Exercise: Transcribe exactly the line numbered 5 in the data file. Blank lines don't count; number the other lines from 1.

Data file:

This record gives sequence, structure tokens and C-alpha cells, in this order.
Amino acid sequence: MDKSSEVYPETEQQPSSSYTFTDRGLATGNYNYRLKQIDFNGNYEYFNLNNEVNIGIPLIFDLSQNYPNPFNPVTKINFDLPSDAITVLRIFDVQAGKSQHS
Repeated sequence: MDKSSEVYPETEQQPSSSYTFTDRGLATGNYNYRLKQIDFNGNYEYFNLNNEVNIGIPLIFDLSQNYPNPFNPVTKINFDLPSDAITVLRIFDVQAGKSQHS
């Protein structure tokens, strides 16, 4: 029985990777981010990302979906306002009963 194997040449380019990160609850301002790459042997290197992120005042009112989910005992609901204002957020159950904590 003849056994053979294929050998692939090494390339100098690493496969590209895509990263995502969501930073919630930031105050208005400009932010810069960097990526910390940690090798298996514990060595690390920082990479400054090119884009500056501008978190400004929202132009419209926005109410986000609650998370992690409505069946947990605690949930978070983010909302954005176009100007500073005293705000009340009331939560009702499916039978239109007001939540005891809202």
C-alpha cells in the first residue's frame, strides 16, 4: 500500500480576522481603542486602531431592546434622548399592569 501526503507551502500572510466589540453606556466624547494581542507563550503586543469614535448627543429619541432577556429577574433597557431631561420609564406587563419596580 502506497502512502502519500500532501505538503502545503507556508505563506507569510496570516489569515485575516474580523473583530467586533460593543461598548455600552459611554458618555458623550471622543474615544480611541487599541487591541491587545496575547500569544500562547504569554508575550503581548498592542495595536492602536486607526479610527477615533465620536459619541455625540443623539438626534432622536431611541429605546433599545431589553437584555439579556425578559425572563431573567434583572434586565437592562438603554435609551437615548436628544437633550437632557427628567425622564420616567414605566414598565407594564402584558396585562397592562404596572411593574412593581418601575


C-alpha cells in the first residue's frame, strides 16, 4: 500500500480576522481603542486602531431592546434622548399592569 501526503507551502500572510466589540453606556466624547494581542507563550503586543469614535448627543429619541432577556429577574433597557431631561420609564406587563419596580 502506497502512502502519500500532501505538503502545503507556508505563506507569510496570516489569515485575516474580523473583530467586533460593543461598548455600552459611554458618555458623550471622543474615544480611541487599541487591541491587545496575547500569544500562547504569554508575550503581548498592542495595536492602536486607526479610527477615533465620536459619541455625540443623539438626534432622536431611541429605546433599545431589553437584555439579556425578559425572563431573567434583572434586565437592562438603554435609551437615548436628544437633550437632557427628567425622564420616567414605566414598565407594564402584558396585562397592562404596572411593574412593581418601575